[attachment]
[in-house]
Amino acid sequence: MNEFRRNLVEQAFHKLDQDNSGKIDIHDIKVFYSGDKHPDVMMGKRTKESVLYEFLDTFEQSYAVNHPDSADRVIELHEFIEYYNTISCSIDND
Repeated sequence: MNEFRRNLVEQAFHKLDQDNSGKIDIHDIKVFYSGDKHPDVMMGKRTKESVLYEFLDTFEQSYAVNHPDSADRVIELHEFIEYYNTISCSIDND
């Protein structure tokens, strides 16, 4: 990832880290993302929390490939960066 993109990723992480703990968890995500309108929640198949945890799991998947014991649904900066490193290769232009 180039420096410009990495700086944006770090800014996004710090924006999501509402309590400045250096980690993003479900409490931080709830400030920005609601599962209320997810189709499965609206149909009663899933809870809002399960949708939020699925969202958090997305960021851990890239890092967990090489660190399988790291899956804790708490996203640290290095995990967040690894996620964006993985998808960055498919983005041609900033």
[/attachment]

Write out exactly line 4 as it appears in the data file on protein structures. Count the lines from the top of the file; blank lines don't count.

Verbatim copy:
């Protein structure tokens, strides 16, 4: 990832880290993302929390490939960066 993109990723992480703990968890995500309108929640198949945890799991998947014991649904900066490193290769232009 180039420096410009990495700086944006770090800014996004710090924006999501509402309590400045250096980690993003479900409490931080709830400030920005609601599962209320997810189709499965609206149909009663899933809870809002399960949708939020699925969202958090997305960021851990890239890092967990090489660190399988790291899956804790708490996203640290290095995990967040690894996620964006993985998808960055498919983005041609900033």